High-dose thiamine improves the symptoms of Friedreich's ataxia

Antonio Costantini, Rafaela Giorgi, Sonia D’Agostino, Maria Immacolata Pala

  • Author Affiliations

Department of Neurological Rehabilitation, Villa Immacolata, Viterbo, Italy
Correspondence to
Dr Antonio Costantini, ■■■■■■■■■■■■■■■■■■■■
Friedreich’s ataxia (FRDA) is an autosomal recessive inherited disorder characterised by progressive gait and limb ataxia, dysarthria, areflexia, loss of position sense and a progressive motor weakness of central origin. Some observations indicate that all symptoms of FRDA ataxia could be the manifestation of a thiamine deficiency because of enzymatic abnormalities. Two patients with FRDA were under rehabilitative treatment from February 2012 to February 2013. The scale for assessment and rating of ataxia was performed. The patient began an intramuscular therapy with 100 mg of thiamine every 3–5 days. Injection of high-dose thiamine was effective in reversing the motor failure. From this clinical observation, it is reasonable to infer that a thiamine deficiency due to enzymatic abnormalities could cause a selective neuronal damage in the centres that are typically affected by this disease.

Benefits of thiamine

Thiamine, Vitamin B1, is considered to be the anti-stress vitamin. It helps the body convert food into fuel, which is burned in the cells, to produce energy.

It also helps the body metabolize fats and protein for healthy skin, hair, eyes, and liver. It also helps the nervous system function properly and is necessary for optimal brain function.
People who are deficient in thiamine experience fatigue, irritability, depression and abdominal discomfort. They have difficulty digesting carbohydrates, resulting in a buildup of pyruvic acid in the bloodstream causing a loss of mental alertness, difficulty in breathing, and heart damage. They also may suffer from a loss of appetite, “pins and needles” sensations, numbness in muscles (especially in the legs), and muscle tenderness.

Thiamine is water-soluble, which means that the body cannot store it. Ingested vitamin B1 soon leaves the body through urination, and must be constantly restored by eating foods rich in the vitamin such as: pork and organ meats, whole-grained cereal, rice, legumes, wheat germ, bran, brewer’s yeast, blackstrap molasses, asparagus, romaine lettuce, mushrooms, spinach, sunflower seeds, tuna, green peas, tomatoes, eggplant, and Brussels sprouts, or by wearing a trans dermal patch which releases a constant supply of thiamine for up to 36 hours.

Thiamine is currently used in the medical profession for the treatment and/or prevention of:

Wernicke-Korsakoff syndrome
Alzheimer’s disease, dementia, memory loss
heart failure
alcohol withdrawal (and hang-over), and alcoholism
kidney damage in people with type 2 diabetes
cervical cancer
Crohn’s disease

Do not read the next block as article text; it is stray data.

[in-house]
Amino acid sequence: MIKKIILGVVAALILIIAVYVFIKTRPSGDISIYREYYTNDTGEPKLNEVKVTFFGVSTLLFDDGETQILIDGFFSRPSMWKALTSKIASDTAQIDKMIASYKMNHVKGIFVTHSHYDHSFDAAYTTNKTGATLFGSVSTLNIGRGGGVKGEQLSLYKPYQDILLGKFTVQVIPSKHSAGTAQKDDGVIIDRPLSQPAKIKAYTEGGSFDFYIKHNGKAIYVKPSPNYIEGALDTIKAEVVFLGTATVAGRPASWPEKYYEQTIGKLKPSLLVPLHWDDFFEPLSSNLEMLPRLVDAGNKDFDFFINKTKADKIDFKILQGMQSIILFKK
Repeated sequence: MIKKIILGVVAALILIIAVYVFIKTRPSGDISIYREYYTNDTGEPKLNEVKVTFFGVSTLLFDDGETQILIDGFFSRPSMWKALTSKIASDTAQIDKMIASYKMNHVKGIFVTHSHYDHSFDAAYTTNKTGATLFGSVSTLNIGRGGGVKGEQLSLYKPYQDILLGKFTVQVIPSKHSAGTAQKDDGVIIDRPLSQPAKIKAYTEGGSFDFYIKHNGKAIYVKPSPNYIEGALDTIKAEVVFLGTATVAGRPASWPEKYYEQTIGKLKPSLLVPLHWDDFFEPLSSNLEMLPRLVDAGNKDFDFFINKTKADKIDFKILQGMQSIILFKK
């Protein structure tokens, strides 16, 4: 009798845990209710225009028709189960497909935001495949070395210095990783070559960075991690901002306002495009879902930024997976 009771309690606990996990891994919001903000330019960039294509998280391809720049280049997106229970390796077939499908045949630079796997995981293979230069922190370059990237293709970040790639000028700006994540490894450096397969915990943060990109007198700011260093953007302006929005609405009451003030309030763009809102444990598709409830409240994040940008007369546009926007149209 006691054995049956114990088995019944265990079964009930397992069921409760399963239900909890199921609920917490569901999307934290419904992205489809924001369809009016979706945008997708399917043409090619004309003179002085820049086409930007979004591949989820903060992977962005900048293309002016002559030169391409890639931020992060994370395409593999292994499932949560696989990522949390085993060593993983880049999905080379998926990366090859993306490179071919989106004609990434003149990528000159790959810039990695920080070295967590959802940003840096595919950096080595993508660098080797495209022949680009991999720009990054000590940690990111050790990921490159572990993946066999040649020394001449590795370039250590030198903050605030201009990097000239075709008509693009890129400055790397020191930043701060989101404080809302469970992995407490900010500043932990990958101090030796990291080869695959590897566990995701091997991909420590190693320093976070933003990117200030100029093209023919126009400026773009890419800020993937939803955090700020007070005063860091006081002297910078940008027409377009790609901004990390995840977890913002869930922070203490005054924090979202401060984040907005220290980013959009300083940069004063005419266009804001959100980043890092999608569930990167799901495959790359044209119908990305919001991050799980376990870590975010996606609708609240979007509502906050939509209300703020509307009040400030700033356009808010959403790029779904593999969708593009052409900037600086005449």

multiple scleroses
poor appetite
ulcerative colitis
chronic diarrhea
stomach problems
brain conditions
heart disease
canker sores
other conditions are currently under study

Vitamin B1, in its natural state in food is highly unstable, and is easily damaged by heat (as in cooking) and coldness (as in refrigeration), and by chemical substances such as the chemicals used in the processing of grain, so ingested thiamine can be neutralized even though you are eating plenty of it. Our trans- dermal patch guarantees you a continuous supply of vitamin B1 for up to 36 hours.

Some people experience a minor skin irritation from the patch, usually from the adhesive, so we recommend that you place the patch in a different area on the body each time you use one, especially if you are using them continually, to prevent redness in the skin.

Q-Can you get too much vitamin B1 (thiamine?)

A-NO.Thiamine B-1 is a water soluble vitamin that is a PRIMARY active ingredient in the energy metabolism cycle of your body. It is not normally stored in the body and is used by the body, naturally, as needed to metabolize glucose and to help perform other normal and necessary chemical reactions within the body.

Any extra quantities of this vitamin that your body does not use is flushed away through your urinary system. There have been no known reports of toxic effects of vitamin B-1 at levels below 200mg per day.

The only reports of any negative response, is with direct intravenous mega dose injections of B-1.

You can buy thiamine (vitamin b1) as different brands e.g. Swanson, Solgar etc at different prices, quantity of tablets and strengths (mg). Prices vary from £3.50 to £16.00. Look at http://www.amazon.co.uk/s/?ie=UTF8&keywords=thiamine+vitamin+b1&tag=googhydr-21&index=aps&hvadid=12913218848&hvpos=1s1&hvexid=790688&hvnetw=g&hvrand=13773524141749935497&hvpone=&hvptwo=&hvqmt=b&hvdev=t&ref=pd_sl_78r8olko6y_b or type in google “buy thiamine”.

Thanks, Champ, for the info.

I eat a lot of spinach…some people might be relieved to know that it’s rich in B-1…or not.